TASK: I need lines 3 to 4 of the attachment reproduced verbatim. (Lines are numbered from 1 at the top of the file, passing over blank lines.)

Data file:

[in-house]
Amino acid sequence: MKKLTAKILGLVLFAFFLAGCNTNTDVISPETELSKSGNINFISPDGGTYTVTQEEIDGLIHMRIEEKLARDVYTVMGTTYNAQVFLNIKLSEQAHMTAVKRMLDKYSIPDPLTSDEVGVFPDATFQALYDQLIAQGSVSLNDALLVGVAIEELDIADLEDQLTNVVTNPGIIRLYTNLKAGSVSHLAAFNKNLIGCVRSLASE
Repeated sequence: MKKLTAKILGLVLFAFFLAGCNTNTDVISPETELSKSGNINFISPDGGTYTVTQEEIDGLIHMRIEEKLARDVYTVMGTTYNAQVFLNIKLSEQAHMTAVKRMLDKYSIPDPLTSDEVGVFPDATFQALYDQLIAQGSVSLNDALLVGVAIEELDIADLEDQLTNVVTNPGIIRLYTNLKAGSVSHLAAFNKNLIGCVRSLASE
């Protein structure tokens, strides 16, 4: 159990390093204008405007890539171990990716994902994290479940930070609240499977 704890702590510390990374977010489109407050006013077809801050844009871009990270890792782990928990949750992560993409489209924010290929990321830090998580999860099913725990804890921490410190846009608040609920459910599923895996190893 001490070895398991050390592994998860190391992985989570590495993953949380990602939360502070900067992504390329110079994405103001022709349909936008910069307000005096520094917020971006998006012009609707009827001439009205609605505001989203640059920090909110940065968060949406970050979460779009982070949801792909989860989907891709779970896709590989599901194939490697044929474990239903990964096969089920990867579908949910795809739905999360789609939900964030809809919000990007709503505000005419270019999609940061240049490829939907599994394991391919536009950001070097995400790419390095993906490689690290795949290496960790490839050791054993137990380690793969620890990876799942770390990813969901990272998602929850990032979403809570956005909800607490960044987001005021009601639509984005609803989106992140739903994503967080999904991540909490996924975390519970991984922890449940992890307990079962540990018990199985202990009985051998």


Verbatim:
Repeated sequence: MKKLTAKILGLVLFAFFLAGCNTNTDVISPETELSKSGNINFISPDGGTYTVTQEEIDGLIHMRIEEKLARDVYTVMGTTYNAQVFLNIKLSEQAHMTAVKRMLDKYSIPDPLTSDEVGVFPDATFQALYDQLIAQGSVSLNDALLVGVAIEELDIADLEDQLTNVVTNPGIIRLYTNLKAGSVSHLAAFNKNLIGCVRSLASE
């Protein structure tokens, strides 16, 4: 159990390093204008405007890539171990990716994902994290479940930070609240499977 704890702590510390990374977010489109407050006013077809801050844009871009990270890792782990928990949750992560993409489209924010290929990321830090998580999860099913725990804890921490410190846009608040609920459910599923895996190893 001490070895398991050390592994998860190391992985989570590495993953949380990602939360502070900067992504390329110079994405103001022709349909936008910069307000005096520094917020971006998006012009609707009827001439009205609605505001989203640059920090909110940065968060949406970050979460779009982070949801792909989860989907891709779970896709590989599901194939490697044929474990239903990964096969089920990867579908949910795809739905999360789609939900964030809809919000990007709503505000005419270019999609940061240049490829939907599994394991391919536009950001070097995400790419390095993906490689690290795949290496960790490839050791054993137990380690793969620890990876799942770390990813969901990272998602929850990032979403809570956005909800607490960044987001005021009601639509984005609803989106992140739903994503967080999904991540909490996924975390519970991984922890449940992890307990079962540990018990199985202990009985051998």